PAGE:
Since my new Sailing Yacht came with a non-fitting, non-folding, messed-up rudder in poor shape, I decided to build a new one, and this is it. From these pieces of SS 316 I welded the rudder stock:
Some pieces of plywood formed the core of the rudder blade:
After 5 layers of glass fiber, and gelcoat, has been added this is what it looked like:
This is some additional SS 316 hardware for mounting the blade to the stock, and a custom-made pin for the gudgeons (not visible is a bushing that is epoxied into the rudder blade):
The bushing around the bolt goes from washer to washer and fits tightly in the holes of the stainless plates. The bushing in the rudder blade meets the stainless plates on the inside, but the gelcoat does not. Thus, the rudder blade is rotating somewhat freely. So how to keep it in place? Using an elastic chord, as follows. The line is attached to the rudder blade in this device:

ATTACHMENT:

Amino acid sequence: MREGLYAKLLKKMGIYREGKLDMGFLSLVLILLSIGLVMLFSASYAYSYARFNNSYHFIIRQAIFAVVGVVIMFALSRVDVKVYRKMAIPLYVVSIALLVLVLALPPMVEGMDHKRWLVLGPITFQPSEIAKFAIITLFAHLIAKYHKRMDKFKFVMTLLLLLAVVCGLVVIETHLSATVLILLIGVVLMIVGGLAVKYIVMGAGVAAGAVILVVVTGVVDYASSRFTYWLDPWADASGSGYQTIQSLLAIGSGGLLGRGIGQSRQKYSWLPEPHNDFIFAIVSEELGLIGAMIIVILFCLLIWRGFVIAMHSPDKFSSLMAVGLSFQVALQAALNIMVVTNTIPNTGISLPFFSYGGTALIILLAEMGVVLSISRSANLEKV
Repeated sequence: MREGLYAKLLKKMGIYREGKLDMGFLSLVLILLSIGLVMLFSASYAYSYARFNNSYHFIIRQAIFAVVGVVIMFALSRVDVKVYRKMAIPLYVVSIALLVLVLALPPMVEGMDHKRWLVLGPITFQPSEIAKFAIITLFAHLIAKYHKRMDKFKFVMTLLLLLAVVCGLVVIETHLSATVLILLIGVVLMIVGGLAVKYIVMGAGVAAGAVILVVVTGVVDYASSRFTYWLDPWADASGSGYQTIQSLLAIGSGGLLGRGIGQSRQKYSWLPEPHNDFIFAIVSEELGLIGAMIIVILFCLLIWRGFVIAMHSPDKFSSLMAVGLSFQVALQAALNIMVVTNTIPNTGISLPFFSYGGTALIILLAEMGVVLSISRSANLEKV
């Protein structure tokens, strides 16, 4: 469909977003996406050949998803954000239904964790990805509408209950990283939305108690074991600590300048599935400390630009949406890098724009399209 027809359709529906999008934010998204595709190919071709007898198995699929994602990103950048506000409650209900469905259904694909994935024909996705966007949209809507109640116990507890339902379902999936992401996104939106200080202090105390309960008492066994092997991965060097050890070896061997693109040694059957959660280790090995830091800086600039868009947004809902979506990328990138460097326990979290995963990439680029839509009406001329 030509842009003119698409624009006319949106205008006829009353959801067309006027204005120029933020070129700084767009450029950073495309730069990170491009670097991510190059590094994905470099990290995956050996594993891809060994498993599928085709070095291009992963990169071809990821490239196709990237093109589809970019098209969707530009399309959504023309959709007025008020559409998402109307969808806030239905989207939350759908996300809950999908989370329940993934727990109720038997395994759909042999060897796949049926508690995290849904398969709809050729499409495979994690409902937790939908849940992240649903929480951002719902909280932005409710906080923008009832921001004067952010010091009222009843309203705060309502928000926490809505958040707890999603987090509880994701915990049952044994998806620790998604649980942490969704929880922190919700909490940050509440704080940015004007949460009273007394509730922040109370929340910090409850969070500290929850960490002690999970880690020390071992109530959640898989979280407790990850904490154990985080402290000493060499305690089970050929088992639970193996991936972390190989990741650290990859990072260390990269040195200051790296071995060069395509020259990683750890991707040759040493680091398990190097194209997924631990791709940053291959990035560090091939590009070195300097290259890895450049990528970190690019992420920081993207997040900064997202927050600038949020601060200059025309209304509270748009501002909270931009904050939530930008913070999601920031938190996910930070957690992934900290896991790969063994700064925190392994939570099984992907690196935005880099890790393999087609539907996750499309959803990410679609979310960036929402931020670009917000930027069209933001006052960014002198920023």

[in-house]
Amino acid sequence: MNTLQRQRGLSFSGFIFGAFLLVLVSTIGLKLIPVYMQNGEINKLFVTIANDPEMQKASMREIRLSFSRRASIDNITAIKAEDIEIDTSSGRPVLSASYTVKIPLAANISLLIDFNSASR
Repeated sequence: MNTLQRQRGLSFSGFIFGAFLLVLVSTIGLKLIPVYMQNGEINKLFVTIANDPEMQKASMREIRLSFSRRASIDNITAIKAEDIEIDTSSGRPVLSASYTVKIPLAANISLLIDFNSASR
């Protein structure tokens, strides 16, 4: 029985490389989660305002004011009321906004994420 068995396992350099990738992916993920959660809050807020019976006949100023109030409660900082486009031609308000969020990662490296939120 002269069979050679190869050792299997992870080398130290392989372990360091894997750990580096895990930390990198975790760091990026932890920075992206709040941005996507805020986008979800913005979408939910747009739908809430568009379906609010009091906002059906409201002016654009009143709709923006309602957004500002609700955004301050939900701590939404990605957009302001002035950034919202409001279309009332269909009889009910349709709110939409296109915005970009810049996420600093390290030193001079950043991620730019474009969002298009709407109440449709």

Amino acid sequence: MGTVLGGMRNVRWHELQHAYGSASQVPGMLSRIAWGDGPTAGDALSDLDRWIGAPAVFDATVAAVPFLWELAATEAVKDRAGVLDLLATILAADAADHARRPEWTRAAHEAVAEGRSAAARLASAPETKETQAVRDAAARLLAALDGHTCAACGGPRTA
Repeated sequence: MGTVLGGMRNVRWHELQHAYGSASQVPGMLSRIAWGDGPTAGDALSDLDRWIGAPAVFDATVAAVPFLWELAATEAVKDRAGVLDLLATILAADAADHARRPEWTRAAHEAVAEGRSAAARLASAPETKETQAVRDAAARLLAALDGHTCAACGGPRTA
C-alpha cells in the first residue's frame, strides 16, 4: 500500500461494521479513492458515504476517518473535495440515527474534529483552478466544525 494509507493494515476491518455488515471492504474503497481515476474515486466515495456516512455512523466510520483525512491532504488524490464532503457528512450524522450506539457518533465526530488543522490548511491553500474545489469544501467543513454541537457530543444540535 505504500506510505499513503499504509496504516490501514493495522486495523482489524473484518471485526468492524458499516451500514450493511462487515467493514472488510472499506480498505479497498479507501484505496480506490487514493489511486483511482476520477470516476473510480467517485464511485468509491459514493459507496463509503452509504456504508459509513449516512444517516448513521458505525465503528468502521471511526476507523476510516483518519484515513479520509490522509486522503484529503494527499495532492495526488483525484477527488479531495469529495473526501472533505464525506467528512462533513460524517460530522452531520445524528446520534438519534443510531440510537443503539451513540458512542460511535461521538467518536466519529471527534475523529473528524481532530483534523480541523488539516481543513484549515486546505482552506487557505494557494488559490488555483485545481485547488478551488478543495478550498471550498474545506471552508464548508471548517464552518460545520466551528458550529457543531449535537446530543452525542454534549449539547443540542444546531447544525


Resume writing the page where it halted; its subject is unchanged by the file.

...and comes out in the top under the tiller here:
By the way, the tiller is made of anodized aluminium. Lighter than wood
Yesterday was the maiden voyage, and it worked as planned. We had an unfortunate chance to test the function; in the canal we apparently hit a manatee
We did go slowly (it's an idle speed zone) and the swing keel was not locked so it swung up, and so did the rudder. It all worked and hopefully the manatee did not get seriously hurt. Pulling in the shock chord brought it back down.
If I decide that I need to be able to pull it up manually, I will add a chord on the rear side of it. It can attach to the back side of the stock.